her husband Rich: Coke Esqre at Trusley." (Family Chron.) 

( 6 ) " Katherine Coke generosa. sepult Mar. 31. 1668." (Trusley Reg.) 

(') " October 25. 1645— being Thursday about five of y e clock in ye morning Anne Coke was 

borne at Whitton & baptized at ye chappell there on y e 30 day of ye same." (Family 

( e ) " November 17. 1646. being Thursday about one of ye clock in y 8 morning Robert Coke 

was borne at Whitton and baptized there on ye 27 day of y e same month." (Family 


( 9 ) " Aprill 13. 1648. being Thursday betwixt nine & ten of y° clock in y e morning Susanna 

Coke was borne at Whitton and baptized there y e same day." (Family Chron.) 

( 10 ) " March y e 29. 1649 being Thursday about nine of y e clock in ye morning Emma Coke 

was borne at Croxall and baptized there y e second of April." (Family Chron.) 
(ii) "William the sonne of Richard Coke & Kath. his wife bap* 9* Oct. 1651." (Trusley 

(") "Francis the sonne of Richard Coke Esqre & Katherine his wife bome & baptized the 

1 1* Nov. A.D. 1652." (Trusley Reg.) 

( 13 ) " Katherine, daughter of Richard Coke Esqr & Katherine his wife baptized 3 Feb. 

1653." (Trusley Reg.) 

( 14 ) Thomas, son of Richard Coke Esquire & Katherine his wife bome " 

(Trusley Reg.) 
( ls ) "John Cooke, son of Richard Cooke Esqre & Katherine his wife borne i»' Sep' baptized 

11*1656." (Trusley Reg.)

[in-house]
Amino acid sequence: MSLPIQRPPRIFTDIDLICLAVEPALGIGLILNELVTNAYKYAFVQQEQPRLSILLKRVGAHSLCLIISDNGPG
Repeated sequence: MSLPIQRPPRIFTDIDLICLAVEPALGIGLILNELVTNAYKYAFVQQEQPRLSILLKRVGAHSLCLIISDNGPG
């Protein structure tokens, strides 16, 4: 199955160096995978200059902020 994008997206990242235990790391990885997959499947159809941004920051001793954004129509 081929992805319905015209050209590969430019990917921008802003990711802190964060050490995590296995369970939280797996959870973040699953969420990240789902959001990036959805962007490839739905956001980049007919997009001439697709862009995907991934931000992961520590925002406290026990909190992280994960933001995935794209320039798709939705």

( X6 ) " Gilbert the sonne of Richard Cooke Esqre & Katherine his wife was bome Sep' l8* 

and bapt. 19th 1658." (Trusley Reg.) 
"An Infant of Rich d - Coke Esqre & Katherine his wife buried about Oct. 29. 1661." 

(Trusley Reg.) 
(") " Frances the dau. of Rich Coke Esqre & Katherine his wife bom Oct. 20. baptized 

Nov. 7"" 1662. buried Sept. 28, 1663." (Trusley Reg.) 

( 18 ) " Richard the sonne of Rich Coke Esqre & Katherine his Wife baptized Feb* 16. 1664." 

(Trusley Reg.) 

( 19 ) " Mr. Gilbert Coke buried October l6"> 1669." (Trusley Reg.) 

( 2 °) " Matilda ye daughter of Richard Coke & Katherine his Wife bapt. Sept. ye 8«> 1663." 

(Trusley Reg. ) 
(»') " Elizabeth the daughter of Richard Coke Esqre & Katherine his Wife baptized the 

28 May 1650." (Trusley Reg.) 
(") " Isabell the daughter of Richard Coke Esqre & Katherine his Wife bome Aug' 18 

& bapt Aug' 26, 1657." (Trusley Reg.) 

(23) "M; r _ Paul Ballyngdon & Mrs. Anne Coke the daughter of Mr. Richard Coke Esquire 

& Katherine his wife were married November 19 th 1662." (Trusley. Reg.) 

( 24 ) "May 17. 1650. being Friday about eleven of y e clock in y e forenoone Elizabeth Coke 

was borne at Trusley and baptized there y° 28 th day of y e same month." (Family Chron.)